If you pay attention to the archives and records management world on Twitter, you may have seen a news item make the rounds over the past few days. The story concerns the discovery and disposition of a cache of documents dating back to the mid-19th century in Franklin County, North Carolina. In lieu of retelling the entire story, I will offer this bulleted list:
- New Clerk of Court discovers leak affecting storage in basement
- Basement is full of documents, dating between 1880s and 1960s (although I’ve seen claims of the 1840s and the 1820s as the earliest dates)
- Documents are mold-infested and water damaged.
- Local historical society volunteers perform some assessment and inventory.
- County government contacts State Archives of NC, who requests inventory.
- Based on inventory, State Archives identifies 15 boxes of materials to be added to archival holdings—either through rehabilitation or stabilization and reformatting
- Other documents are identified as nonpermanent or transitory records that had previously been scheduled nonpermanent by the Archives in 1964. As per NC public records statutes, nonpermanent records, upon reaching the end of their retention period, may be destroyed or retained by the owning agency. Because of the extreme water and mold damage, a state archives staff member recommends destruction.
- Franklin County agencies destroy remaining documents.
(This is heavily summarized timeline that unfolded over months. For more details, please read the following:
- WRAL news
- Raleigh News & Observer news
- Stumbling in the Shadows of Giants blog
- The Grey Area blog
- Kevin Cherry in the NC Department of Cultural Resources blog)
The incident has incensed genealogists, historical society supporters, and historians interested in local history. While some have called foul and inferred conspiracy from the destroyed records, the overarching tenor of the outrage is rooted in the county’s destruction of the records despite the fact that volunteers had pledged to take on the rehabilitation and/or reformatting. I don’t plan on engaging in the discussion over the feasibility or cost vs. benefit of such an endeavor. Likewise, I don’t find it worthwhile to contribute to an argument between professional archivists on one hand, and one of our primary constituencies on the other.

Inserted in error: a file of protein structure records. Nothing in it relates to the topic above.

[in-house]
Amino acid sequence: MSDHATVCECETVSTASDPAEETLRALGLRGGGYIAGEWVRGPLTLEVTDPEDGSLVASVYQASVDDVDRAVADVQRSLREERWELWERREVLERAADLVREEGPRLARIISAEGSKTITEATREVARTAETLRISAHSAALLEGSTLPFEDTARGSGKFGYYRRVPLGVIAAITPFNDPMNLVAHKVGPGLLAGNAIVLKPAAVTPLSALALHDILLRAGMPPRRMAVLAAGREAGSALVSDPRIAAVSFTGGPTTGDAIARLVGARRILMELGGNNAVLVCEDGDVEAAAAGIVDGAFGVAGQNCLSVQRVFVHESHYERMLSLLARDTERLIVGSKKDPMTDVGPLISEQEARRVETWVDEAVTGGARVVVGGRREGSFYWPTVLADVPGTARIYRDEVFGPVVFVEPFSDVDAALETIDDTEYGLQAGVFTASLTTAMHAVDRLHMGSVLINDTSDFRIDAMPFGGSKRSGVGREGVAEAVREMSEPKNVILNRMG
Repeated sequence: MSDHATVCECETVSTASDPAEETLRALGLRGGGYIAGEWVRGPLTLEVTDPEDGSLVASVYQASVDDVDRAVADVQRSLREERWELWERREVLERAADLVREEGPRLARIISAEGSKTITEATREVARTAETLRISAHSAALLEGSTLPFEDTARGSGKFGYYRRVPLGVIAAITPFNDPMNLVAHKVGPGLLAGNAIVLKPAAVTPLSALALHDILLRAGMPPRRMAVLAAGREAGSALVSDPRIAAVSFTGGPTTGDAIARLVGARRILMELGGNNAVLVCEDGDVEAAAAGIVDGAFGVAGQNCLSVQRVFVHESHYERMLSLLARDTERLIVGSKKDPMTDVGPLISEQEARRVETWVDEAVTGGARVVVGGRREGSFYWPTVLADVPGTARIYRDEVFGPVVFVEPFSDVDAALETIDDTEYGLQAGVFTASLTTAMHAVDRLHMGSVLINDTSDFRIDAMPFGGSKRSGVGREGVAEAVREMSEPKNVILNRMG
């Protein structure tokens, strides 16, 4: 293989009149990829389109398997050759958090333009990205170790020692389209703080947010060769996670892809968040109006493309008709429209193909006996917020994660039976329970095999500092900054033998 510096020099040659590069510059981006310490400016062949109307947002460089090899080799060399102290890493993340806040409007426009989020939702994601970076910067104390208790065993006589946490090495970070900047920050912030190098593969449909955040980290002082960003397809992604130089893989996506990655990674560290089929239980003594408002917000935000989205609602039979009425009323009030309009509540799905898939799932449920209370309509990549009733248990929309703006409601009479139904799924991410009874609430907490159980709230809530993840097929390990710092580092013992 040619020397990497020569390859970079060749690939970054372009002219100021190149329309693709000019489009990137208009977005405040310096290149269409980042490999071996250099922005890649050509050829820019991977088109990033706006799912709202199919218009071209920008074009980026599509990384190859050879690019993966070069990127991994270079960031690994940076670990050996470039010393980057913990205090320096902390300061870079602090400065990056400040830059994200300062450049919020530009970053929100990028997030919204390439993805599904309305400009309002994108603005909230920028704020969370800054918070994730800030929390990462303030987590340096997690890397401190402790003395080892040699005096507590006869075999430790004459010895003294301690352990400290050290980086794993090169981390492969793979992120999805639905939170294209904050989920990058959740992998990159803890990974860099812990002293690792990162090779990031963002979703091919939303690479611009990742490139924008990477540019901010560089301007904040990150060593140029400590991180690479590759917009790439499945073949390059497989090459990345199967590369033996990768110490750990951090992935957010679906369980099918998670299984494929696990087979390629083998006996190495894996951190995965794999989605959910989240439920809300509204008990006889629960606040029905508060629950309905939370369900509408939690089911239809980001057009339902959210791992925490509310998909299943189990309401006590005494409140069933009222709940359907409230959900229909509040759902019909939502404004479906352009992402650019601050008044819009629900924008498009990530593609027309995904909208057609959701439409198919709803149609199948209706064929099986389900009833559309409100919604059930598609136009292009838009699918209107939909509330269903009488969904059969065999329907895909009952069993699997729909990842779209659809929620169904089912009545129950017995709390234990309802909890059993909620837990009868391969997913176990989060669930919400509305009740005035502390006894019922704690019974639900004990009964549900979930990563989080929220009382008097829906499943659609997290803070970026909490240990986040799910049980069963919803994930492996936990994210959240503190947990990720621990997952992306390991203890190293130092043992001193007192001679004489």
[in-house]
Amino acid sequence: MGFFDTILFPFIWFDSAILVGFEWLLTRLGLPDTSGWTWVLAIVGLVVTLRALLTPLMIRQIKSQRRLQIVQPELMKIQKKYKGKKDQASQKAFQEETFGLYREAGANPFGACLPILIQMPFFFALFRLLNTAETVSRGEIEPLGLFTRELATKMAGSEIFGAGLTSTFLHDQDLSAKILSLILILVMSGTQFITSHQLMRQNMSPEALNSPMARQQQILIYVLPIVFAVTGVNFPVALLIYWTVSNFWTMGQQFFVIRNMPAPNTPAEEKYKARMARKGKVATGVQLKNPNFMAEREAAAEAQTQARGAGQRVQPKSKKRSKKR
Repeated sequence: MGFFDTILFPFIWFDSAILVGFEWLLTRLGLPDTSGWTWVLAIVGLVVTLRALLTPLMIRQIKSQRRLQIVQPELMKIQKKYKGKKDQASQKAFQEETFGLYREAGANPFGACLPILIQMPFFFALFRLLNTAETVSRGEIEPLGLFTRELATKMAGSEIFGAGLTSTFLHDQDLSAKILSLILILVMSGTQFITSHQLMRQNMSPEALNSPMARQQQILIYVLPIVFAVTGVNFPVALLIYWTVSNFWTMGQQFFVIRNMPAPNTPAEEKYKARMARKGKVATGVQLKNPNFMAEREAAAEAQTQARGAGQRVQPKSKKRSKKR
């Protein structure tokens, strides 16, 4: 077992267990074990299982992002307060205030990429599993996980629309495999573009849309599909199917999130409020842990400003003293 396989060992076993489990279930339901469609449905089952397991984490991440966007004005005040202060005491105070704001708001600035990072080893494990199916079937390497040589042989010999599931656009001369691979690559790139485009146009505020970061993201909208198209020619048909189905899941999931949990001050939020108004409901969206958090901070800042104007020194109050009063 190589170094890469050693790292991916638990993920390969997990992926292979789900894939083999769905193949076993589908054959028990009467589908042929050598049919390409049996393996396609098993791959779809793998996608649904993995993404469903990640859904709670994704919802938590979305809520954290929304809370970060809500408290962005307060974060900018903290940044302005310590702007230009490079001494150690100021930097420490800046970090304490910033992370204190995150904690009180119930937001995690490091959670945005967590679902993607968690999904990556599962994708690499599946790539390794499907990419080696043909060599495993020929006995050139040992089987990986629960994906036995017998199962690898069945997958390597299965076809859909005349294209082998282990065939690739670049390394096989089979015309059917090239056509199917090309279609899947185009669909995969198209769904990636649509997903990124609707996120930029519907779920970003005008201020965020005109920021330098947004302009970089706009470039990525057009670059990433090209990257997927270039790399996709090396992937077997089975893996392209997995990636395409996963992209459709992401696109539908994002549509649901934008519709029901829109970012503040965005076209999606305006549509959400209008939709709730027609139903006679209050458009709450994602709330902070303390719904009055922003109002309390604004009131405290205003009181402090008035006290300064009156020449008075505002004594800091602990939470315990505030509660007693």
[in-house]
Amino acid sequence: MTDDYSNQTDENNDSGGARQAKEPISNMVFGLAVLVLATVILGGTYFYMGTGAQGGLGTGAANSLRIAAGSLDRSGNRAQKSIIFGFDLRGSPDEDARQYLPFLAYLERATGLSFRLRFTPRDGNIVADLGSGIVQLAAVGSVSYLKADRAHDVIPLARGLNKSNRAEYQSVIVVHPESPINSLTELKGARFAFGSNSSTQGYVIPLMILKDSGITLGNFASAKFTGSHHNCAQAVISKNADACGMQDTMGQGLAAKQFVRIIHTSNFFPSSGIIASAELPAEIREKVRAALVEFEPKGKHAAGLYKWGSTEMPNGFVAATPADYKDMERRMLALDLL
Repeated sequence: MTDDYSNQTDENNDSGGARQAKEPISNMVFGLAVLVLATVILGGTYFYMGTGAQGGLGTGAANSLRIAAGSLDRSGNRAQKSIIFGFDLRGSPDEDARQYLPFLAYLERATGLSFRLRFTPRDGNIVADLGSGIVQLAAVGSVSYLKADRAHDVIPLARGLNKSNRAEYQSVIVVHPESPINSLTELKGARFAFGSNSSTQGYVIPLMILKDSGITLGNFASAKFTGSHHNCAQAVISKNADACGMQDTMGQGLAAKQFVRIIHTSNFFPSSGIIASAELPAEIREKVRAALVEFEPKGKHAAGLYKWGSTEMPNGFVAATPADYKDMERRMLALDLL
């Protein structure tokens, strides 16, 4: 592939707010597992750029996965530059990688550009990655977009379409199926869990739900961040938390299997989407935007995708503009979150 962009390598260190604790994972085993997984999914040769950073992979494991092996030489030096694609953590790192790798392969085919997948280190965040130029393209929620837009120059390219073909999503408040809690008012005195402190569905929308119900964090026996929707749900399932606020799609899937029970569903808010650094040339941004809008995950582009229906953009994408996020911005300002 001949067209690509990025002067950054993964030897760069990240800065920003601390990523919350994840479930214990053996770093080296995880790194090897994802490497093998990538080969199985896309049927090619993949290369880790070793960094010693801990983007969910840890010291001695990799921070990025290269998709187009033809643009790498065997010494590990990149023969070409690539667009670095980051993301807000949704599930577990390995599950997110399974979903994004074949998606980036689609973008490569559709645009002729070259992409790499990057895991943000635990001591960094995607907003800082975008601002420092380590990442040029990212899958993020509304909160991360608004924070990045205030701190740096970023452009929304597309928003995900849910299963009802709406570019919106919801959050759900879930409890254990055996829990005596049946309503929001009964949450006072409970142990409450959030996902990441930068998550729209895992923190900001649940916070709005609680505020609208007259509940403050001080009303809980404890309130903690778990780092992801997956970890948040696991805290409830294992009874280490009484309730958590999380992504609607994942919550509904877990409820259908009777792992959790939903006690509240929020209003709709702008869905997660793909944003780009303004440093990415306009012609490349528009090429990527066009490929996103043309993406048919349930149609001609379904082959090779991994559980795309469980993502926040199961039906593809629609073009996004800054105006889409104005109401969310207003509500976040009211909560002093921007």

From a records management standpoint, the whole saga highlights a few items, chief among them the missed opportunity communicating the value and importance managing the records life cycle. Dr. Cherry makes an excellent point in his letter to the editor: “Not every piece of paper can be saved from every government office in North Carolina without creating an undue burden on government offices and taxpayers.” Unfortunately, the words come as damage control, and will never carry the weight they might have had the notion been introduced under less charged circumstances. From what I’ve read, the State Archives acted within their purview, selecting the unique government records with permanent retention periods for their collections and identifying others as transitory or otherwise nonpermanent records that had been scheduled as such decades previous. They may have recommended destruction of the other documents due to health and safety concerns, but the state archives have made clear that the ultimate disposition decision belonged to various agencies within Franklin County.
Another issue highlighted by the destruction of the materials is the considerable knowledge gap regarding the difference between institutional and government records and personal or family papers. Any records manager or institutional archivist worth their salt can delineate between official records—those materials created during the transaction of everyday business that document the activity of a body, state, or individual—and papers created that may convey some sense of a person, family, or body but do not satisfy the relatively stringent criteria set out by records policies. We have a hard time conveying that knowledge to the public. This is true even (especially?) when that public is made up of those concerned with the legacy of a particular place. At least part of this is due to the morass and blurring of terminology related to archives and records.
Those upset with the destruction and the manner in which it occurred point to the fact that the State Archives made their recommendations without a complete knowledge of the basement’s contents. Records managers walk a fine line in this regard. We are tasked with making decisions about vast swaths of material and rarely (if ever) have the opportunity to inspect everything item-by-item. We have documented procedures, years of education and training, and professional standards that aid us in our work. At the end of the day, however, we have to make decisions and convey confidence to our constituencies (whether they be corporate, government, education, or otherwise) that our decisions are correct. Having that confidence in our expertise is only half the story; the other half is conveying that confidence and knowledge to the public, in other words: managing the message. The trouble in the case with the Franklin County documents lies in this latter half.
I often get frustrated with the number of calls for greater outreach to the public. I’m more than a little frustrated that I’m ending on that note here. A few friends in the archives world have mentioned variations on this being a teachable moment for records managers and archivists and the constituencies they serve. As the furor over the destruction seems to have shifted toward the county government that carried it out, I wonder if that moment has passed.